Sadly, Your Employees are Likely “Un-selling” Members

For many credit unions, the struggle to get their employees to reach out to their members and sell is real.  Often when speaking to credit union leadership, they are frustrated with their staff because they won’t take the time to engage their members beyond what they specifically ask for.  And they are stuck in an “Order Taker” mentality.

Years ago, I had the opportunity to sit with an employee to coach them on sales.  Of course this is something I have done numerous times, but this particular experience stands out to me.  I had been invited by the branch manager to come in and provide an outside perspective on sales with her branch because they were struggling.

Before coming out I asked her to share what was happening and what she thought needed to change.  She said that despite continually encouraging her employees at the teller line and new account/loan desk, to offer products and services the member needed, and from her observations they were doing this.  However, even though employees were consistent, sales results were low, even lower than other branches who were not “Focused On Sales” according to her.

It was clear that the sales process was the issue.  As I sat to coach this employee I wanted to specifically see how they conducted a sales discussion, how they uncovered needs, aligned benefits, introduced the product, and created engagement and commitment in the member.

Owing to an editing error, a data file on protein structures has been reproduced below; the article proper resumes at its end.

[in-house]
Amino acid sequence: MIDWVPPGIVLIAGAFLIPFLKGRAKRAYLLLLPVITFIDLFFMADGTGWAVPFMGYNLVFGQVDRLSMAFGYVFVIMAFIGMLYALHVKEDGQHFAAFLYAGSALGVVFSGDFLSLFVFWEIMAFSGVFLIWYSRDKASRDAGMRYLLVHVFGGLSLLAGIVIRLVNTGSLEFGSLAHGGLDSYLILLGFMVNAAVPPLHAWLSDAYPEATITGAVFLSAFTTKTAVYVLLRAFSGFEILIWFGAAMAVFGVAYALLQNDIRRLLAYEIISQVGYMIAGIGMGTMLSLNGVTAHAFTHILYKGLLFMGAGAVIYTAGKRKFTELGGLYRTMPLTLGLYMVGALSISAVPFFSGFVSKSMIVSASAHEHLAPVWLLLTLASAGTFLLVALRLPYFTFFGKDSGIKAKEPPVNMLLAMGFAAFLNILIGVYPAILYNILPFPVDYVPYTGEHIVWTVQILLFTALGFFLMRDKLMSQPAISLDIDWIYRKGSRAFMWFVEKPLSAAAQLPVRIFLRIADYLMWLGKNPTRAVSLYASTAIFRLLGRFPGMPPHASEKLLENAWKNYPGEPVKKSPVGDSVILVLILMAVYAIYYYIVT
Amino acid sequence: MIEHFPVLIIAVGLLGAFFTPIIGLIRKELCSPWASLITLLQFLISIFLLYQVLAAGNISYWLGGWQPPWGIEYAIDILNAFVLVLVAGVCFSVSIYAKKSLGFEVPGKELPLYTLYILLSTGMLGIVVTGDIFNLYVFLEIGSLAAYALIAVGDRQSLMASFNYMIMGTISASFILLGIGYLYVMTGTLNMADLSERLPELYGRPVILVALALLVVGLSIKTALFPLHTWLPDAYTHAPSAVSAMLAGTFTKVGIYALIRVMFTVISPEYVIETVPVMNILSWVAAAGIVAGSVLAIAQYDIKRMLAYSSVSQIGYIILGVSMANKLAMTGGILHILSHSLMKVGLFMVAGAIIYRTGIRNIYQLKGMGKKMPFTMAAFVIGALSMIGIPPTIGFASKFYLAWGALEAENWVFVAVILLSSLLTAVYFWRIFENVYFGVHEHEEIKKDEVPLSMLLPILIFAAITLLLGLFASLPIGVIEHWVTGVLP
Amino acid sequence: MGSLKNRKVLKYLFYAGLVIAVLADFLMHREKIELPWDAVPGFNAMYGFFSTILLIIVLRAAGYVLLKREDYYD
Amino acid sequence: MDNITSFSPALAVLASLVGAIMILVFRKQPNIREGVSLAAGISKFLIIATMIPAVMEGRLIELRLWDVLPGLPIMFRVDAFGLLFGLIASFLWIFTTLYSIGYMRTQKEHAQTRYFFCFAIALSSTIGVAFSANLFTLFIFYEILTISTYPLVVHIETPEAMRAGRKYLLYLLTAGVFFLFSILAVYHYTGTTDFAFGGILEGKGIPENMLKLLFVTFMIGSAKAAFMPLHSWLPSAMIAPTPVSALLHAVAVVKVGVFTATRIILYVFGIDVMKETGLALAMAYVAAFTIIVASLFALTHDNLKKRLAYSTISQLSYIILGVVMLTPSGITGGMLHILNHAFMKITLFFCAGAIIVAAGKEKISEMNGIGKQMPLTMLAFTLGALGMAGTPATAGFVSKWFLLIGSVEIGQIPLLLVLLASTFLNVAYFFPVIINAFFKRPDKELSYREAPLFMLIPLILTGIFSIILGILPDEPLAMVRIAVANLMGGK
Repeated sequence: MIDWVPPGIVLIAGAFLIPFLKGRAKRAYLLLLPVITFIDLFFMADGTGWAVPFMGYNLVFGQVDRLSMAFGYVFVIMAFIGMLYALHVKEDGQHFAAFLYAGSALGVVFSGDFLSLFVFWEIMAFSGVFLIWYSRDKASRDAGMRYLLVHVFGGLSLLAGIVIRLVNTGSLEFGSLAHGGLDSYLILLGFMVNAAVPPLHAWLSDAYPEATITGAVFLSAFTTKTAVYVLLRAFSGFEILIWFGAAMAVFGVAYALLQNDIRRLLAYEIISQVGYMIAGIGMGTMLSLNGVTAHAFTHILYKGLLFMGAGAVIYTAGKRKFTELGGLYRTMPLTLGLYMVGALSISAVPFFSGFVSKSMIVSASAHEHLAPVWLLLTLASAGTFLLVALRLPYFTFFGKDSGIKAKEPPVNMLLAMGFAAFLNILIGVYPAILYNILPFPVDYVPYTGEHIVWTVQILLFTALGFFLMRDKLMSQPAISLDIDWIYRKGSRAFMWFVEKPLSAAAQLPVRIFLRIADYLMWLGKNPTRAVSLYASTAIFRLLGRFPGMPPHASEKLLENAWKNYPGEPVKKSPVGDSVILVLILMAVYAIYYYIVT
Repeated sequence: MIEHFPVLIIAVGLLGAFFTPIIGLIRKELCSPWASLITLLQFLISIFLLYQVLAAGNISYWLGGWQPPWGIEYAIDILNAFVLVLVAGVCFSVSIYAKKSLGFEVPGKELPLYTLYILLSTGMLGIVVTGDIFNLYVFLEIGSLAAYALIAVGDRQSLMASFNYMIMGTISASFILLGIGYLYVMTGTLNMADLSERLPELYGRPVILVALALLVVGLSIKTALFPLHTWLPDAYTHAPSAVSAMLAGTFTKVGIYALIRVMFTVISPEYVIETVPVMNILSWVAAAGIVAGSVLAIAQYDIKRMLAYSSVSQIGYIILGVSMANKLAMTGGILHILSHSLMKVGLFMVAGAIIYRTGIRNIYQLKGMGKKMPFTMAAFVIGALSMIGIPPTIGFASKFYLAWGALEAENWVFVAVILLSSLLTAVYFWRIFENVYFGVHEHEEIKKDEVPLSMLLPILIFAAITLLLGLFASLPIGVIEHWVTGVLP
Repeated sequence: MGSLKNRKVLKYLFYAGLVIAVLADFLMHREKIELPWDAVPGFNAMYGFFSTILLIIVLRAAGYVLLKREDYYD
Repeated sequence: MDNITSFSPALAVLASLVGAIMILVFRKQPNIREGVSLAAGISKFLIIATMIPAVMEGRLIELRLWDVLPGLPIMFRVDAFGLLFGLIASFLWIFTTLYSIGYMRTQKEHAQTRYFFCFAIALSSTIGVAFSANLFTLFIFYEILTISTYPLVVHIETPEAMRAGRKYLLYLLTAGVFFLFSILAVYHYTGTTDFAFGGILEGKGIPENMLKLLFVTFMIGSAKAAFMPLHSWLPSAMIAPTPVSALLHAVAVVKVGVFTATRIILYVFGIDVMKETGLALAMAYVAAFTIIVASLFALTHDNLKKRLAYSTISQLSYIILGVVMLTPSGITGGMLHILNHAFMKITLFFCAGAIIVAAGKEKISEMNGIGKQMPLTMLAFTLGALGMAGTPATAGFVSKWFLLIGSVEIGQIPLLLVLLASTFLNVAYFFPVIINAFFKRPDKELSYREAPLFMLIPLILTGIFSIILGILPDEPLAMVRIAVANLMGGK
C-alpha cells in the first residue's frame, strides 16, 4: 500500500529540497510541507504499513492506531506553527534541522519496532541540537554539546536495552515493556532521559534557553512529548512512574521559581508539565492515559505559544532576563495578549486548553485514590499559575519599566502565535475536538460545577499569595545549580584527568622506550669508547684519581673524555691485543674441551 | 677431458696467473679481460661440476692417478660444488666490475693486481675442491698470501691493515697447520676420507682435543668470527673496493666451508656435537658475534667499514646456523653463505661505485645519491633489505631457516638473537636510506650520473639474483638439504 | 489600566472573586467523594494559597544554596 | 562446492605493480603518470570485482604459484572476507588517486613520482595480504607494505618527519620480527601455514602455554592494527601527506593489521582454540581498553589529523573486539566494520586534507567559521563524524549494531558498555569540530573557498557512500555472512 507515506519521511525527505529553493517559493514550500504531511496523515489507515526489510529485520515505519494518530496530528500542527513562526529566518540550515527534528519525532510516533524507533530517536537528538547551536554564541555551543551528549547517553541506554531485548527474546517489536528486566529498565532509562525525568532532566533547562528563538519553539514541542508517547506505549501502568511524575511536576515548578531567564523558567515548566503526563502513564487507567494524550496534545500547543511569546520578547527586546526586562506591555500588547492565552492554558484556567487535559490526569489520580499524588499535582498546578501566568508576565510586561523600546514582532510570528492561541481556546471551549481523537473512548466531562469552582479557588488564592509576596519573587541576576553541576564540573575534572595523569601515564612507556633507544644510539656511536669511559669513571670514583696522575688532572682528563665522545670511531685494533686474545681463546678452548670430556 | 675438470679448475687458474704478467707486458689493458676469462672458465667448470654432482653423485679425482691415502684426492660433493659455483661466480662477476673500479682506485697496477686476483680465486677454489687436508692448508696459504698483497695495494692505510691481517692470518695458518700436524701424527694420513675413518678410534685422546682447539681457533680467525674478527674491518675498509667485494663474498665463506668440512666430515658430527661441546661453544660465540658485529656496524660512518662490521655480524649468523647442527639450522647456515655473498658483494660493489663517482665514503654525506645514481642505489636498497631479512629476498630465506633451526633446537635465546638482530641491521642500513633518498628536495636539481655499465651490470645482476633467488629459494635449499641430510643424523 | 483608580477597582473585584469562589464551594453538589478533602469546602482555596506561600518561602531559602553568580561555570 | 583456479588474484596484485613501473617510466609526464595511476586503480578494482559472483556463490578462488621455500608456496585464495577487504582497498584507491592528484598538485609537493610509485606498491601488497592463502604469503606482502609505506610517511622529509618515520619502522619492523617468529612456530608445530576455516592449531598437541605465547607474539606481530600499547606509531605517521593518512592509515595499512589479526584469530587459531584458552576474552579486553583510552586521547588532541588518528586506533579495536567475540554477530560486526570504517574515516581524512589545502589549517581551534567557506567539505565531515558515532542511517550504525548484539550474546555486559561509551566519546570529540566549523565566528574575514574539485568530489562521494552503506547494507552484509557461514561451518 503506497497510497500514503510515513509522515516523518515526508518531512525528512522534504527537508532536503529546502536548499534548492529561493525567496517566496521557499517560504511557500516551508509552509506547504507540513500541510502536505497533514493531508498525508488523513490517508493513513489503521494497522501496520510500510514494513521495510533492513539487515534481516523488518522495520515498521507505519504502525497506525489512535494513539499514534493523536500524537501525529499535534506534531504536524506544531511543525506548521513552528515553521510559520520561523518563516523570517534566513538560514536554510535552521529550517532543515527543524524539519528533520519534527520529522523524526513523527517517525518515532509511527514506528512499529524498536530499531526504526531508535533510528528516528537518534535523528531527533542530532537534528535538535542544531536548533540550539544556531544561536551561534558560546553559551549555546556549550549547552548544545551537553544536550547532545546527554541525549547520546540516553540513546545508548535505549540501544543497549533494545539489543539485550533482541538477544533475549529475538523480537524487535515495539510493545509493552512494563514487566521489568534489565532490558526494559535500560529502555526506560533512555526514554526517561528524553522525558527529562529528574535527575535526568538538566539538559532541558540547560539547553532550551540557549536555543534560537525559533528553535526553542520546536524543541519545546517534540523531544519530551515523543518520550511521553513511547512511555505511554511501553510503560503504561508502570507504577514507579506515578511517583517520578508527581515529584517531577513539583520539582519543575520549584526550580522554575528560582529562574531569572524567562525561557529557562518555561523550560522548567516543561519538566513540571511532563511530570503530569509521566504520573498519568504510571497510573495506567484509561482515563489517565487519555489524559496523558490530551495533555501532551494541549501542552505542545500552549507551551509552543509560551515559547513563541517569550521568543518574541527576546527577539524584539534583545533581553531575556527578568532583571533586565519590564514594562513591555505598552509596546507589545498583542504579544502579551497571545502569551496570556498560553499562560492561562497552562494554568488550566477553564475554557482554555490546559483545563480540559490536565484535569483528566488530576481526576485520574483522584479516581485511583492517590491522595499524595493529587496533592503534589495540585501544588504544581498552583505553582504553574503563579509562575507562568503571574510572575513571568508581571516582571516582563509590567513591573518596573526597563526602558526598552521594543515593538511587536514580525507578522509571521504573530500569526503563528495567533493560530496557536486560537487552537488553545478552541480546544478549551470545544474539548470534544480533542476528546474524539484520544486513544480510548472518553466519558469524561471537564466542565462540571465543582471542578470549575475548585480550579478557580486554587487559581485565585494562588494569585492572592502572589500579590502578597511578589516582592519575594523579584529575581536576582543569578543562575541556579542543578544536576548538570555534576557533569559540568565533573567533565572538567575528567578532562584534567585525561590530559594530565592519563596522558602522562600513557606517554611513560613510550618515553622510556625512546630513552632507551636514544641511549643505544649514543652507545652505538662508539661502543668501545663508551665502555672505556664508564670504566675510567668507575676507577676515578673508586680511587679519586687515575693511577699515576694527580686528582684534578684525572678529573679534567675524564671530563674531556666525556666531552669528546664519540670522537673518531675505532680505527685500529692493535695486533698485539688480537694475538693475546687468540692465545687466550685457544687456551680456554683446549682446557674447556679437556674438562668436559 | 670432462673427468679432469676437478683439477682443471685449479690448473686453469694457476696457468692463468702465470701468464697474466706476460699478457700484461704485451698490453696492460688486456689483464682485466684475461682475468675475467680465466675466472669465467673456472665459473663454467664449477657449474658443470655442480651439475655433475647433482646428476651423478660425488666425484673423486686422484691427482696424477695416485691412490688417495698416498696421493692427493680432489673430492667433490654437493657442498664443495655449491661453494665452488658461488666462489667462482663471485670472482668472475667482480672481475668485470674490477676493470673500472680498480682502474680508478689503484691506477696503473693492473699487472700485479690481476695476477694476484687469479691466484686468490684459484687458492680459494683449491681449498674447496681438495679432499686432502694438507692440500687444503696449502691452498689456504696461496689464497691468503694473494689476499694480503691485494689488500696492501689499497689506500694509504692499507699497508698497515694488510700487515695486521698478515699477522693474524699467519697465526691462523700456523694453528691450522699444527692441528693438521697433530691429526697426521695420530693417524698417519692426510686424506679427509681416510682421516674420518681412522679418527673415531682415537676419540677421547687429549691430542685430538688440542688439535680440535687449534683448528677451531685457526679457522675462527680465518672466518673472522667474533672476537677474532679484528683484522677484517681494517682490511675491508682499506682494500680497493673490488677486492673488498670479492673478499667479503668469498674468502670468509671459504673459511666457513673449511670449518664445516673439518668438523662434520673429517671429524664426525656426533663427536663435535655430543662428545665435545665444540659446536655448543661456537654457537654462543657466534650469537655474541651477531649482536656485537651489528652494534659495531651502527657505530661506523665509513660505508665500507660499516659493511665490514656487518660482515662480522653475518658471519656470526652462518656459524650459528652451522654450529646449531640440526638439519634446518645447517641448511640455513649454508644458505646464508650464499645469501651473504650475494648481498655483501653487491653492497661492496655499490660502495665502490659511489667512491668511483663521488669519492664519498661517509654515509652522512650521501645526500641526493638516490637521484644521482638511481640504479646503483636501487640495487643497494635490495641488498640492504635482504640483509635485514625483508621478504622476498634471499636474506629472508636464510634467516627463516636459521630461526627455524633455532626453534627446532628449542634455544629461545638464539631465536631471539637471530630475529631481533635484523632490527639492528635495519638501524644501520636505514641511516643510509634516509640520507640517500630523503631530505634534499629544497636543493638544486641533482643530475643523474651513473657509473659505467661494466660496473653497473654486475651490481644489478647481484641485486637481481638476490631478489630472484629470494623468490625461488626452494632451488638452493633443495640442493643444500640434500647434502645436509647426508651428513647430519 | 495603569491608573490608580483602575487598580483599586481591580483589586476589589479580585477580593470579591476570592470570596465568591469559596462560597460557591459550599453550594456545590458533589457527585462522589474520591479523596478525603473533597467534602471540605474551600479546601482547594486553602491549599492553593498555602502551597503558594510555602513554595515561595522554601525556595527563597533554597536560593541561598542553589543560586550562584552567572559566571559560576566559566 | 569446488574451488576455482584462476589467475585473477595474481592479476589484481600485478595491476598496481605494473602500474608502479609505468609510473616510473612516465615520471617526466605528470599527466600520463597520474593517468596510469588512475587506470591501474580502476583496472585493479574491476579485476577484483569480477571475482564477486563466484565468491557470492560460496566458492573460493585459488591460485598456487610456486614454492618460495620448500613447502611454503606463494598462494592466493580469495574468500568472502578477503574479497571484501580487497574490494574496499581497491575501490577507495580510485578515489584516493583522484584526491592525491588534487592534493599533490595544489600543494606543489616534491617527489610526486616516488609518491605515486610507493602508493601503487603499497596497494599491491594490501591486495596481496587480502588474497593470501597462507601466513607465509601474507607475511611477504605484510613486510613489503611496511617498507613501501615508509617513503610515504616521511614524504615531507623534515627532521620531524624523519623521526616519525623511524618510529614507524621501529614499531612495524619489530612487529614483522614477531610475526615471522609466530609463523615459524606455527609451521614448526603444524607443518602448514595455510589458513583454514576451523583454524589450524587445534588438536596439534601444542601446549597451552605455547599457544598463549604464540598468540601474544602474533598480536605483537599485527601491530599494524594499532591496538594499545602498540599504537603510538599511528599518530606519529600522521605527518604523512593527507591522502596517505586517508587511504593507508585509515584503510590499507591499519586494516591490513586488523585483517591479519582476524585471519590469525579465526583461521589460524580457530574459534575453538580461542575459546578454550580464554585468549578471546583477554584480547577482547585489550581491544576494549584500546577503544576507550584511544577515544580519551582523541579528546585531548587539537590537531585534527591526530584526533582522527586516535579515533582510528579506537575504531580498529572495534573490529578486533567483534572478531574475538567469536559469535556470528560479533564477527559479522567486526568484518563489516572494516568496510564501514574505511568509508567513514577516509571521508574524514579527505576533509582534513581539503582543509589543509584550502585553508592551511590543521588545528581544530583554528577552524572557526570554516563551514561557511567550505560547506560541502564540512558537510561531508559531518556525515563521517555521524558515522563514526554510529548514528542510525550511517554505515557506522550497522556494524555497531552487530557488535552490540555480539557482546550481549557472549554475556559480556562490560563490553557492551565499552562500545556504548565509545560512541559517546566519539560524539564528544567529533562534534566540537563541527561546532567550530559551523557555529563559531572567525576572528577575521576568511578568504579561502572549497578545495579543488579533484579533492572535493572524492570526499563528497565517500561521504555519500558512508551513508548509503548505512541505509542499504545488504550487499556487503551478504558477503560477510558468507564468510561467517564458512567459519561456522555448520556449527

I had scheduled an hour to just sit and listen as he helped members.  I call this “Shadowing” because I simply sit and observe.  I don’t say a word unless asked.  This isn’t time to coach but to learn.  It is something I do every time I work with an employee one-on-one to help them with their sales success, because it gives critical insight when it is time to coach.

While shadowing, the first member to come in needed an auto loan to buy a car from a friend.  They had everything with them and they were ready to finance today.  With instructions to do what he normally does, the employee went through the process of starting an application, getting an initial approval, quoting a loan amount and a payment.  Then, it came time to sell GAP, warranty and payment protection products.  His first question went something like this:

“Sally, our credit union offers GAP insurance incase, you know, you total your car.  It’s only $$$.  You wouldn’t want that… Would you?”

My eyes shot over to the member to see her response.  Her forehead scrunched as if thinking then she said “No, I don’t think that’s something I need”.